Dutch Wheel, Irish Tension
When the S17 arrived at Skein Shop HQ, I could barely wait to get my hands on it. I love spinning. I love wheel spinning. I love spinning wheels. I love trying new things.
What was particularly tantalizing to me was that this wheel is bobbin-led, aka Irish tension. That means that the drive band goes around the bobbin and the brake band goes around the flyer. This is different from Scotch tension (like I use on my Ashford Joy) where the drive band goes around the flyer and the brake band goes around the bobbin, and it is different from double drive (like I use on my Ashford Traveller) where the drive band loops twice to go around both bobbin and flyer. I had heard that bobbin-led wheels could be more difficult to use due to much stronger take up, and I was curious to see if my spinning skills, such as they are, would be equal to the task.
Once we got the wheel decorated and assembled (you definitely want to read about the decoration...go click here), I sat down to spin the first bobbin.
I LOVE how Louët puts a little hole and slit in the bobbin core. It makes it so easy to poke the knot of a leader loop down in there, completely eliminating the obnoxious slippage I usually get at the beginning of a bobbin.
Oh, and the orifice is so big and cleverly shaped that you don't need an orifice hook. Seriously, I never even thought about standing up to get one.
Ok, so sitting on the couch, ready to spin the first few inches of yarn, and....ZING! The wheel yanked everything out of my hands and onto the bobbin. Sigh. Ok, that take-up is no joke. I loosened the tension and tried again...ZING! Took the brake band off completely...ZING!
Finally I decided to make much thicker yarn than I usually do, recalling that some people online said that bobbin-led wheels were ideal for fat, fluffy spinning.
That worked a little better, but I only made it about two feet between each time the yarn would suddenly snap and get sucked onto the bobbin. Unless I were willing to literally spin only rope on this wheel, something had to change.
In a moment of desperation, I remembered that someone on Ravelry mentioned that her bobbin-led wheel needed far more oiling than her other wheels.
We're going to sidebar here for a moment to discuss how, despite the first thing anyone mentions when troubleshooting a wheel is "have you tried oiling it", I somehow spun happily for a decade before busting out the bottle of oil. Seriously I have still never oiled my Joy, and I only oiled the Traveller after Mr. Mouse complained that he couldn't hear the TV over the squeaking.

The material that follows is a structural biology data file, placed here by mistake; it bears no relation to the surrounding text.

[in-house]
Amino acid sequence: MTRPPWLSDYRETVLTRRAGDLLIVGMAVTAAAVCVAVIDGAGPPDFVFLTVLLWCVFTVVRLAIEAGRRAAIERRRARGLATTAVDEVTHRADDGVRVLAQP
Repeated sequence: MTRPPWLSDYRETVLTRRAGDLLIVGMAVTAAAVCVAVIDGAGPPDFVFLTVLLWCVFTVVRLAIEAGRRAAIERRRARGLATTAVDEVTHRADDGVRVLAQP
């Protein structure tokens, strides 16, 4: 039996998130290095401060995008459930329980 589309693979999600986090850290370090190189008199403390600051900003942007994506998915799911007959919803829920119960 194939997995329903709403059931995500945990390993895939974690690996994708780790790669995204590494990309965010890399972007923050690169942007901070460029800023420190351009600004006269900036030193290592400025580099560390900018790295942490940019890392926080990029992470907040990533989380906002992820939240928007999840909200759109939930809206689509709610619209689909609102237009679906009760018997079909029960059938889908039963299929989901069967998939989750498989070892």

Back to the S17 - I grabbed my trusty bottle of sewing machine oil (note to self - consider oiling sewing machine...probably overdue), and oiled the bejeezus out of the receptacle for the flyer shaft on the back upright. Sweet success! Suddenly the wheel I felt like I'd been literally wrestling with for the past half hour became an absolute dream. I spun up all the fiber I'd brought home with me in record time, and I enjoyed every minute of it.
Since that first day, I've also taken to oiling the front cup where the orifice sits. Keeping the flyer turning effortlessly is the key to happy spinning on this wheel. It is very important, though, that you NEVER oil the bearings on the drive wheel itself. While some other wheels like to be oiled there, the S17's bearings are sealed, which keeps all the lubrication they need inside. If you oil these sealed bearings, you will actually destroy the seal, thus allowing all the lubrication to fall out.
(Addendum: After speaking with the lovely folks at Louët, they say that one should never oil any part of the wheel to avoid dirt buildup. They recommend using chapstick or Vaseline on the front cup for the first 10 hours or so. After that, they say that the flyer will be conditioned and not need further lubrication.)
I expected this wheel to be a very nice spinning experience, and it is. What I did not expect was for it to so quickly become my favorite in the herd, which it has. Besides the hole for the leader and the hook-less orifice, which I mentioned earlier, I adore the enormous bobbins. On my first spin, I fit 150g onto one bobbin without even trying hard. That is HUGE! I also love the staggered hooks on the flyer. I cannot believe that no other wheel manufacturers have started doing this! A flyer needs an equal number of hooks on each side to keep the weight balanced, but they don't need to be directly across from each other. Offsetting them gives you more control over where the yarn is being wound onto the bobbin. I am filling bobbins much more evenly than ever before, which in turn allows me to fit more fiber onto a bobbin.
I also am quite fond of the quick and easy release for the flyer. It makes changing bobbins a snap! Just unhook the brake, move the drive band, and the whole assembly lifts out. When you put your new bobbin in, the brake is still at the exact same setting! Compared to the Joy, where you have to screw the flyer in and out; and the Traveller, where you have to remove the drive band, unclip the flyer, rotate the maiden, and unscrew the whorl to get at the bobbin; changing bobbins on the S17 is as quick and easy as swapping out floppy disks during a long install (yup...I'm an old nerd).
Basically, I am completely and utterly in love. My one regret is that, as a showroom model, the wheel lives at the office, which means that most of my time spinning at it is thanks to shirking other duties. Would it be too decadent to get one for me to have at home???